The world stepped back from a “very, very dangerous brink and an impending nightmare scenario” after agreeing to a climate deal at the COP21 conference in Paris this month.
Lord Puttnam told ELN while the deal to limit global temperature rise to well below 2°C exceeded “in terms of ambition”, he believes it should have been “a little more concrete”.
On the UK Government’s energy policies, the award-winning British filmmaker said: “I’m very nervous about fracking in the same way I’m nervous about GM foods because we’re dealing in an area we don’t fully understand and I’m not sure what the repercussions will be. I absolutely accept that pretty well every precaution that can be taken will be taken.
“But I’m a realist. I don’t pretend that I’m going to suddenly stop driving my car… so I’ve got to live in the real world.”
He believes people need to be “more truthful” about the implications of climate change.
Speaking to an audience at the Energy & Climate Intelligence Unit’s event in London, he added the British media “can’t be too proud of their record” on climate change coverage.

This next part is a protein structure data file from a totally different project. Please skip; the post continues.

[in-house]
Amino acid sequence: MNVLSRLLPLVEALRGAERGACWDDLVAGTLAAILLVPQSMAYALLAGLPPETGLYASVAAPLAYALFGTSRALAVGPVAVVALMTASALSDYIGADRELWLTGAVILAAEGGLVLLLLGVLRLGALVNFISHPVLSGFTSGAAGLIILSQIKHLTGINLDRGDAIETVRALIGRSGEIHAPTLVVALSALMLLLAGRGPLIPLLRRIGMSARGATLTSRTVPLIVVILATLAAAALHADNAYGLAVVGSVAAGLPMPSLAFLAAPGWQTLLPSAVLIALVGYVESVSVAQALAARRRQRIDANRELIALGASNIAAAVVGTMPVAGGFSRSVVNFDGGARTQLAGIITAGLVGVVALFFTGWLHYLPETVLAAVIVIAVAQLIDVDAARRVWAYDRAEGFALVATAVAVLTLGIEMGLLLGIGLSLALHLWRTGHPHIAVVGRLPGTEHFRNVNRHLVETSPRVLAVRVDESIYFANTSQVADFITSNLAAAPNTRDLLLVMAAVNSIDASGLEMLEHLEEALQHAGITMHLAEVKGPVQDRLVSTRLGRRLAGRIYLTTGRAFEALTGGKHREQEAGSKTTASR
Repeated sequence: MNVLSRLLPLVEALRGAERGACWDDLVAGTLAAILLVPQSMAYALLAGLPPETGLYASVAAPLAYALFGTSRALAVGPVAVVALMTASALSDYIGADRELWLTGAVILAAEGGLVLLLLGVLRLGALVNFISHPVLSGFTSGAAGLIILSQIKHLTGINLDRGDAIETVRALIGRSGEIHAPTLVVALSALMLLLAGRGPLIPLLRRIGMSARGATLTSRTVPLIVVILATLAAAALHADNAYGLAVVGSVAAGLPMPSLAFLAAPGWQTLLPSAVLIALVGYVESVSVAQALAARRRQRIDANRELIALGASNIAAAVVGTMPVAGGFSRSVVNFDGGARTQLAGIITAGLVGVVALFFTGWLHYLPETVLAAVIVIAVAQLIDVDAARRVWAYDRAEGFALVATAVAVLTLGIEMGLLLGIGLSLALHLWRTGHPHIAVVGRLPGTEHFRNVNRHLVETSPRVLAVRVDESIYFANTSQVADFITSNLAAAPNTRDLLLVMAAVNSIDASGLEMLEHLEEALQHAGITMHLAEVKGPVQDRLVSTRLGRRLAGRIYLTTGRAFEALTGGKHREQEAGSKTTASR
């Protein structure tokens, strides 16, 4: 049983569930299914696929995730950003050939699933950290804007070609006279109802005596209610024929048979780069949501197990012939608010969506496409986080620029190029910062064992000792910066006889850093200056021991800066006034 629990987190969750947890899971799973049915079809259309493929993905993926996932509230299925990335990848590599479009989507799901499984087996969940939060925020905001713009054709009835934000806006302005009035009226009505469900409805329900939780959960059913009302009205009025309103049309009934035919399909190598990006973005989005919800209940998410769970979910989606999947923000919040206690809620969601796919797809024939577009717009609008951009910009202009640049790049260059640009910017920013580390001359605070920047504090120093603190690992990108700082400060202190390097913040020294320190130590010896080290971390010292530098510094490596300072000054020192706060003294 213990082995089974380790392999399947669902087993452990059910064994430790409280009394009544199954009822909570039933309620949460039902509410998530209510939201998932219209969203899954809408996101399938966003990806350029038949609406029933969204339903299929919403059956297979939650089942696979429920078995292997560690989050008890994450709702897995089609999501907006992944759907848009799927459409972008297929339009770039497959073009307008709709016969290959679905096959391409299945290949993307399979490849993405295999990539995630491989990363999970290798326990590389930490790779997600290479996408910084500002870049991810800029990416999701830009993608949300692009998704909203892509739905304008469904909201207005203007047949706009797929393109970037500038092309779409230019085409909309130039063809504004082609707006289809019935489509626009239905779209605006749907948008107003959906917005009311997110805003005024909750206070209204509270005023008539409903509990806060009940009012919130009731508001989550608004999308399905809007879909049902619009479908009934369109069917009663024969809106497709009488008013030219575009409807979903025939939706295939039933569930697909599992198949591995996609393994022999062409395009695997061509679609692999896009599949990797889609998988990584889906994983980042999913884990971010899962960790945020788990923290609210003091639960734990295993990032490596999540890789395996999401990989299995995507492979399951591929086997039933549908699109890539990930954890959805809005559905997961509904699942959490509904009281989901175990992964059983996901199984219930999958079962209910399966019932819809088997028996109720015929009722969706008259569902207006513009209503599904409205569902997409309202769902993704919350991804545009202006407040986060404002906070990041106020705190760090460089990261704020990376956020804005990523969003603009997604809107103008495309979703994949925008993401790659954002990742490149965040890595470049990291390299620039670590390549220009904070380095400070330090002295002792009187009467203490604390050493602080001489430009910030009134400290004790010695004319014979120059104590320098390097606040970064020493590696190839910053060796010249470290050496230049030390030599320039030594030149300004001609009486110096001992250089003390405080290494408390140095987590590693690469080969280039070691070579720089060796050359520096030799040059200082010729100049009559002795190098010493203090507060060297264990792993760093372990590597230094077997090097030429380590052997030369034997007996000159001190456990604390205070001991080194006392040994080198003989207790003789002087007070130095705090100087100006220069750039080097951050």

Lord Puttnam told ELN: “All too often it isn’t the journalists writing pieces they particularly want to write or recycle, it’s that you do have a generation that is pretty elderly, people like Mr Murdoch, pretty elderly owners of newspapers who are requiring their journalists to write rubbish, absolute rubbish because it justifies their own prejudices.”
Richard Benyon, MP for Newbury, who was also speaking at the event believes UK businesses will play a huge role in tackling climate change as “this is a time when market solutions can deliver environmental solutions”.
He told ELN: “It is an exciting world in which you’re going to see huge new innovation and the British economy is really well situated to capitalise on green tech innovation which will be needed all over the world now because this is a global agreement.”